Help With Home Bills

Weatherization

The state will weatherize your house for free if you meet certain income requirements. This means a greener environment, and lower energy bills for you. If you're interested call the Providence Community Action Program at 401.273.0882 to start the application process.

Heating

The Providence Community Action Program also offers a program called LIHEAP that helps low-income families pay their heating bills in the winter. Call them up at 401.273.0882 around the first of October to schedule an appointment at their offices, which is the first step in the application process.

Electricity

If your household receives government benefits such as food stamps, Medicaid or SSI, you automatically qualify for a reduced rate on your electric bill (it's called the A60 rate). To enroll in the A60 program, find and Xerox proof that you receive one of these benefits (like a letter from the Department of Human Services or SSI Bureau) and fax it to National Grid. Write your name and 10-digit National Grid account number on the piece of proof before you fax it over. Average savings are $7/month.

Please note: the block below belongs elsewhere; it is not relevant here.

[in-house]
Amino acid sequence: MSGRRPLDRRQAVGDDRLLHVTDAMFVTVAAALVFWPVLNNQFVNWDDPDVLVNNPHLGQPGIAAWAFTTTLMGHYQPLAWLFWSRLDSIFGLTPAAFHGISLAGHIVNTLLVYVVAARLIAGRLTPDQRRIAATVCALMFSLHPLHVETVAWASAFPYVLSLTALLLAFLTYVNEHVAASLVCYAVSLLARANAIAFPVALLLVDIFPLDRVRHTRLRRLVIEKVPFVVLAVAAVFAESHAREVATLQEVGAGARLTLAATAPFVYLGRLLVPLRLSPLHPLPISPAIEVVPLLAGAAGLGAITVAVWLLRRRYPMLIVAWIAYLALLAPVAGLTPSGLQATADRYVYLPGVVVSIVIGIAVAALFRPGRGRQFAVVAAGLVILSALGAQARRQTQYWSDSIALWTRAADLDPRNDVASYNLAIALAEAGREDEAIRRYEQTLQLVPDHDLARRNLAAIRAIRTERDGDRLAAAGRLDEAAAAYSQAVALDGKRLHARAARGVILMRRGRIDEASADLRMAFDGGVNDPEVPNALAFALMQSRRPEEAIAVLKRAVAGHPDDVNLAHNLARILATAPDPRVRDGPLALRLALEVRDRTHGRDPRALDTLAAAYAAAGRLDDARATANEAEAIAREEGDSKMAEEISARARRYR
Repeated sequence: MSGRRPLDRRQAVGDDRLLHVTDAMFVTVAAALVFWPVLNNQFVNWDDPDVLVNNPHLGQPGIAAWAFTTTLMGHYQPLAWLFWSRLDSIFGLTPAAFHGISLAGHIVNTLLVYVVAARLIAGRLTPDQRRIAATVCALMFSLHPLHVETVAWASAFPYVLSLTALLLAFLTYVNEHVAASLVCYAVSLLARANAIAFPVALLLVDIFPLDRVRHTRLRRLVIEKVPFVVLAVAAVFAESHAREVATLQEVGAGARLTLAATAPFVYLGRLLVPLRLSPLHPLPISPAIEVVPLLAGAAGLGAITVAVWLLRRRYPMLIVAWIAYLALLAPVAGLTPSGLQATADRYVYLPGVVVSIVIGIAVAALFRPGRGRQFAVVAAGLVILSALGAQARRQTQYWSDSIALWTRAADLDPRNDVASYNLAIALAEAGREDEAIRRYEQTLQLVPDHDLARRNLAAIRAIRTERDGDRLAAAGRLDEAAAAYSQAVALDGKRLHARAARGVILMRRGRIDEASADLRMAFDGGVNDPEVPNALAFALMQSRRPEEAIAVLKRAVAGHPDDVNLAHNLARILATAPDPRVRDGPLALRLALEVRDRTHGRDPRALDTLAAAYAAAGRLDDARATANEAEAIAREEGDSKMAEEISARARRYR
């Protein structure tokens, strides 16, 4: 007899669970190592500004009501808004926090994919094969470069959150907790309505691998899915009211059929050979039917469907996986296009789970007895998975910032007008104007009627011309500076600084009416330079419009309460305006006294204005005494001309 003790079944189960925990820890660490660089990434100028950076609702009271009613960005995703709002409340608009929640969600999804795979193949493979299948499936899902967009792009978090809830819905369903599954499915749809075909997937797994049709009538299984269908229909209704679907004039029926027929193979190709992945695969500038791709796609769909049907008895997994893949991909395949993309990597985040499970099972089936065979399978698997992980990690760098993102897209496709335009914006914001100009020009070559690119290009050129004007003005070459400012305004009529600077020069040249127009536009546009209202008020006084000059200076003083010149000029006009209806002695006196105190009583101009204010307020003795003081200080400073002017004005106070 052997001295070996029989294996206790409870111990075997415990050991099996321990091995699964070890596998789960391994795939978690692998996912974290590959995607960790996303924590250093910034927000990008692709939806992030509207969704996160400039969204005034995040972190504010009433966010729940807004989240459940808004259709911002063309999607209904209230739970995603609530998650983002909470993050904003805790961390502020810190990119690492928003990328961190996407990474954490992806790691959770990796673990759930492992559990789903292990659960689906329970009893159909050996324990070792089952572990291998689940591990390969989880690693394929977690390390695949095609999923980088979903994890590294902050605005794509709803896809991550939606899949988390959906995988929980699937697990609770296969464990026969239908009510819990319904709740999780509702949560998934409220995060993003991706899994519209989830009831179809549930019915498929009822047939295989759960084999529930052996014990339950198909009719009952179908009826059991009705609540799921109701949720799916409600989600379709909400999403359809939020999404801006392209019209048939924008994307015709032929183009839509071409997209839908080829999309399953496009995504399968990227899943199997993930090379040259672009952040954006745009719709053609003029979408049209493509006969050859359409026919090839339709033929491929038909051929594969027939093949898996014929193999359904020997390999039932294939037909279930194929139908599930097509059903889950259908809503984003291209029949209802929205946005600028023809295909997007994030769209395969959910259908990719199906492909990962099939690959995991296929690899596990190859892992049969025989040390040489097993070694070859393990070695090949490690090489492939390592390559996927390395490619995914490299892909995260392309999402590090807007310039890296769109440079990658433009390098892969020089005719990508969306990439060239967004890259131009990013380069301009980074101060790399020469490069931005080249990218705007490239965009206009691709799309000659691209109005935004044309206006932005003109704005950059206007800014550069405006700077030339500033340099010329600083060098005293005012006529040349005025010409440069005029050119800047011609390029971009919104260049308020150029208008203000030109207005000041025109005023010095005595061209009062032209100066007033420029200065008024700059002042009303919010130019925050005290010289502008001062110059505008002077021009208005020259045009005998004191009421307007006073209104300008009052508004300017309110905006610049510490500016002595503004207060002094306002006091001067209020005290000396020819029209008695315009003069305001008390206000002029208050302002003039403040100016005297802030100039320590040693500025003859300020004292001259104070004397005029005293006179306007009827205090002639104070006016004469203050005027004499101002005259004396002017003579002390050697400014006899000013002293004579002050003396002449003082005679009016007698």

Home Phone

If your household receives government benefits such as food stamps, Medicaid or SSI, you automatically qualify for a $7/month discount on your home phone service. The catch is that you have to receive phone service through the provider Cox, which is actually not that much of a catch since they're one of the most popular providers in RI anyway. Check out eligibility info and the application here.

Internet

Cox also cuts low-income households a deal on internet. Unlike the phone deal though, they extend it only to families that have at least 1 kid currently receiving free lunch via the National School Lunch Program. It's confusing, I know, but basically if you have a kid that eats lunch for free at a public school you should check it out.